|Name||Abbey Primary School|
|Address||Glastonbury Crescent, Mossley Estate, Walsall, WS3 2RP|
|Religious Character||Does Not Apply|
|Number of Pupils||229 (56.3% boys 43.7% girls)|
|Number of Pupils per Teacher||21.8|
|Percentage Free School Meals||49%|
|Percentage English is Not First Language||6.4%|
|Pupils with SEN Support||11.9%|
|Catchment Area Indicator Available||Yes|
|Last Distance Offered Available||No|
Highlights from Latest Full Inspection (30 April 2019)
Note: There may have been more recent inspections, since 30 April 2019, such as monitoring visits or short inspections. For details of all inspections, please see above.
Information about this school
Abbey Primary School is slightly smaller than the average-sized primary school. The school provides a breakfast club. Children attend full-time in the Reception class, and part-time in the Nursery class. Prior to the previous inspection, provision at the school was extended to include two-year-old children. However, there were no two-year-olds on roll at the time of this inspection. The proportion of pupils who are disadvantaged is above average. The proportion of pupils with SEND is average. Most pupils are from a White British background.
Summary of key findings for parents and pupils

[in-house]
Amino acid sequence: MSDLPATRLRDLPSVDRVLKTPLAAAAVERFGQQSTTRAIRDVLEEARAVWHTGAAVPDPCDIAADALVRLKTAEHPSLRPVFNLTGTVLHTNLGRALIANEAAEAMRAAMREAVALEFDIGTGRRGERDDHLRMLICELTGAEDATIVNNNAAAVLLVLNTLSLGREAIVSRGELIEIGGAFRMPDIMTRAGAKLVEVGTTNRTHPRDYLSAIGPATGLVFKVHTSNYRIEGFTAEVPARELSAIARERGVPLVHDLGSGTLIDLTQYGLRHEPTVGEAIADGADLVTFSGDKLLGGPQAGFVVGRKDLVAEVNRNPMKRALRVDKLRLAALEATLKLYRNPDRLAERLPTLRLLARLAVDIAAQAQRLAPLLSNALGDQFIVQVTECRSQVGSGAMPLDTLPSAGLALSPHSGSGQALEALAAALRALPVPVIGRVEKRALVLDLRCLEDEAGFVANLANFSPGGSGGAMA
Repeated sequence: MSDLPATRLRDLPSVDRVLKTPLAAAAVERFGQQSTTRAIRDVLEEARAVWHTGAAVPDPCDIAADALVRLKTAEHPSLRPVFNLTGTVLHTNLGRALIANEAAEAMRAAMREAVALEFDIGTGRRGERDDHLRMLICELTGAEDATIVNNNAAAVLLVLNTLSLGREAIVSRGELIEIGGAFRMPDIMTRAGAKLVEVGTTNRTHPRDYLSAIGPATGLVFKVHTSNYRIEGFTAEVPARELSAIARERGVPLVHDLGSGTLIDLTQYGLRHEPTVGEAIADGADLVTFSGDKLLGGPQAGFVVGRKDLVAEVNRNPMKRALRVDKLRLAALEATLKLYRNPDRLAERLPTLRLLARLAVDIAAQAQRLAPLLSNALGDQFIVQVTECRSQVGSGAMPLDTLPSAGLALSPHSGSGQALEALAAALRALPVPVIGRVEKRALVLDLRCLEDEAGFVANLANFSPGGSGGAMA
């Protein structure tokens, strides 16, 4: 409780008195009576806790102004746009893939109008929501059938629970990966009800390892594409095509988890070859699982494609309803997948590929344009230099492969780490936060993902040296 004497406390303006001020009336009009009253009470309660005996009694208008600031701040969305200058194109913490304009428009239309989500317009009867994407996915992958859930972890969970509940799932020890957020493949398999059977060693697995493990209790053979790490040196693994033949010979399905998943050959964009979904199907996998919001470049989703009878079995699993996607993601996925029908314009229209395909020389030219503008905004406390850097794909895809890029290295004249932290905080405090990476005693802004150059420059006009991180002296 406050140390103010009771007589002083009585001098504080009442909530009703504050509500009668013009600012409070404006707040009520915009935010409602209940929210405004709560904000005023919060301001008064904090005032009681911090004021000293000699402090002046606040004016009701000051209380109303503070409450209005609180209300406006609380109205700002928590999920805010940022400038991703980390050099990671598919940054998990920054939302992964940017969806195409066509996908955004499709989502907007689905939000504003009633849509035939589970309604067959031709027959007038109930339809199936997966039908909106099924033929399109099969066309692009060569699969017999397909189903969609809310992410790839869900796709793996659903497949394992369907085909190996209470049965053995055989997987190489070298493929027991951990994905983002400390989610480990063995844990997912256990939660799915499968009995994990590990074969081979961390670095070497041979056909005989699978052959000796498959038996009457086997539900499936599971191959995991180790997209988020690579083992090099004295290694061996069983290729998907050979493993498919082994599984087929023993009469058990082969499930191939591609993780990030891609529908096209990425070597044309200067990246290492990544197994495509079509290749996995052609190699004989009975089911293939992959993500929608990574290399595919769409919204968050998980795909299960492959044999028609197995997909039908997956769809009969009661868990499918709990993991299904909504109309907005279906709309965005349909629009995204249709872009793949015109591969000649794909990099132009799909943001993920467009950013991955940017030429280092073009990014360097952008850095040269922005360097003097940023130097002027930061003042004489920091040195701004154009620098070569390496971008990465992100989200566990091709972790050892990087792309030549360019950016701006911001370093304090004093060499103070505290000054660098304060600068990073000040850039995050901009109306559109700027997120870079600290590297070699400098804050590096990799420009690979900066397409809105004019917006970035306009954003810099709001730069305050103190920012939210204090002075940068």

This is a good school Leaders? shrewd identification of weaker practice and their provision of effective training have contributed to a marked improvement in the quality of teaching. Leaders check carefully on pupils? progress, and act promptly to support those at risk of falling behind. Teachers set work that builds on what pupils already know. In their planning, they consider pupils? different starting points. However, work for the most able pupils sometimes does not deepen their understanding sufficiently. Phonics is taught very effectively. However, staff do not regularly encourage younger pupils to use their knowledge of phonics to help develop their writing skills. Current pupils have a love of reading. They are making strong progress, especially in reading and mathematics. Pupils are articulate because teachers expect pupils to explain their ideas fully in class. They learn to explore verbally different approaches to mathematical problems. Leaders are committed to a broad curriculum, and pupils generally achieve well across a range of subjects. A few foundation subjects require stronger leadership. In recent years, pupils? attainment in national tests at key stage 1 has been below the national average. Published outcomes show that key stage 2 pupils have made strong progress, especially in reading and writing. Pupils demonstrate consistently positive attitudes to their learning. They are enthusiastic, conscientious and increasingly confident. There is a strong culture of safeguarding. Staff use their detailed knowledge of the pupils and their circumstances to keep them safe. Pupils? attendance has risen sharply over the last year and now exceeds the national average. Leaders have greatly reduced the instances of poor behaviour at social times. Although many children start with skills well below those typical for their age, they progress well in the early years. Teaching is good. Sometimes clearer links with what they have already learned would help children to develop their ideas in their play. Since the last inspection, a core group of governors have supported the school and held leaders to account for the impact of their actions. Other governors have not proved so effective.